“We believe there could be some downside risks to this,” he wrote.
UPSIDE SEEN FOR ESPN
Surprisingly, the analysts were bullish on Disney, which has taken it on the chin as subscribers have fled from its flagship sports network ESPN. In his report, Swinburne estimated that ESPN’s could be in for a reprieve from its 2% annual subscriber erosion over the past three years.
“We believe risk now skews to the upside,” Swinburne wrote, adding that skinny bundles and online video distributors — the two businesses many blame for ESPN’s subscriber decline — could be catalysts for growth.
“We believe the combination of moderating skinny-bundle headwinds and the emergence of new, low-priced streaming options create opportunities for incremental ESPN distribution,” he wrote.
Swinburne was also optimistic the Worldwide Leader in Sports will continue to grow affiliate fees in the next renewal cycle, beginning in 2018, largely because of new distribution players.
“We also believe new entrants (such as Hulu Live or YouTube Unplugged) will pay premium affiliate fees, suggesting a positive mix shift tailwind to rate,” Swinburne wrote.
Disney has said it plans to launch a standalone over-the-top ESPN offering using sports rights it currently owns but can’t monetize on its existing networks. While few details have been released about the service, which is expected to debut later this year, Swinburne believes it can coexist with ESPN’s existing linear networks.
“It remains a time of transition at Disney, as it evolves its ESPN/ABC distribution model to attempt to reach consumers that have been opting out of the pay TV bundle,” Swinburne wrote. “We expect the a la carte and bundled offerings will coexist for a long time, creating more earnings stability than the market presumes.”
VIACOM ON THE BOUNCE?
Swinburne upgraded the entire programming sector last week to “attractive,” slapping “overweight” ratings on Disney, Fox and even Viacom, which has experienced the greatest impact from the shift to mobile and online viewing. Swinburne believes that after a period of management upheaval and disappointing results, Viacom, which reports its fiscal first quarter results on Feb. 9, has nowhere to go but up.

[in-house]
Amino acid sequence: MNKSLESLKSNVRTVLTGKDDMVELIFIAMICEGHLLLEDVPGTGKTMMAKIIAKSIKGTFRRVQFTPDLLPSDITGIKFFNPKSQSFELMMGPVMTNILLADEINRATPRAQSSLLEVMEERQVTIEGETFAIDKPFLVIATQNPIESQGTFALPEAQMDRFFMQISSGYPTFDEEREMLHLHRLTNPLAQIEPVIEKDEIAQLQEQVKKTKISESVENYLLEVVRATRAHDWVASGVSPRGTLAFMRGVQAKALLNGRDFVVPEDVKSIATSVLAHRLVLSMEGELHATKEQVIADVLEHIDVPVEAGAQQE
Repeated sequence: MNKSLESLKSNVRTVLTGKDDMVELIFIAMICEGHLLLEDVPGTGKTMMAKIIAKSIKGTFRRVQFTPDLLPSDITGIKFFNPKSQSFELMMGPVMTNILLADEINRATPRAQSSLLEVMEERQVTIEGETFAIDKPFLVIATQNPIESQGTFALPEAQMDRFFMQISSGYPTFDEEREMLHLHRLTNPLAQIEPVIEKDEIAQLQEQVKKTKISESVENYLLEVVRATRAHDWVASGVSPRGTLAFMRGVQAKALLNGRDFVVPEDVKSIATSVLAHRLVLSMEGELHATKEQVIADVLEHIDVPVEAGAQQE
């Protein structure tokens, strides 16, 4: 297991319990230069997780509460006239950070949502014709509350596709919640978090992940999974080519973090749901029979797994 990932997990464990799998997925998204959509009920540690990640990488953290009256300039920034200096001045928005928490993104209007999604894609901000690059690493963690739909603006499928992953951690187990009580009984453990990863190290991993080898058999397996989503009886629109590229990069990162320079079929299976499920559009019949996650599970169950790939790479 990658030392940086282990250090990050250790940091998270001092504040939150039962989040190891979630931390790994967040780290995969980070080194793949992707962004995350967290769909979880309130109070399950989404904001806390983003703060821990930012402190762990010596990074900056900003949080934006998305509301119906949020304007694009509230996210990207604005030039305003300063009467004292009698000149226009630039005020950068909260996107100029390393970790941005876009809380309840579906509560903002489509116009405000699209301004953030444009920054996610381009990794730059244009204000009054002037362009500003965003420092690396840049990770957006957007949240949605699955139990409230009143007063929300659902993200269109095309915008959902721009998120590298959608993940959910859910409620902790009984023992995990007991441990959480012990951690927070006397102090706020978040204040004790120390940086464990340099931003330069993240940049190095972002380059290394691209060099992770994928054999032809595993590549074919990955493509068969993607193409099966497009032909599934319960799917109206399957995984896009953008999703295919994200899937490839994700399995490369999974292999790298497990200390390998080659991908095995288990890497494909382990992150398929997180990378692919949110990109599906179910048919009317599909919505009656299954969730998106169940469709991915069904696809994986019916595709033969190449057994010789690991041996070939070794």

“We believe new management has about a year before any significant renewals to try and improve the programming and ratings trajectory, notably for MTV,” Swinburne wrote, adding that Viacom’s biggest EBITDA contributor, kids’ network Nickelodeon, has shown healthy growth over the past year.
But not everyone was quite as optimistic. Sanford Bernstein media analyst Todd Juenger, who rightly predicted the linear network ratings declines years ago, foresees a difficult period for pay TV.
“We see no evidence of fundamental trends to support a view that things are getting less worse,” Juenger wrote last week, adding that pay TV subscribers and conventional TV audiences continue to fall while subscription VOD services like Netflix gain viewers.
“All the media Bulls are clinging to is: hope,” Juenger wrote. “Hope on macro/political (tax rates, GDP). Hope that OTT launches will slow the rate of sub decline. Hope for M&A.”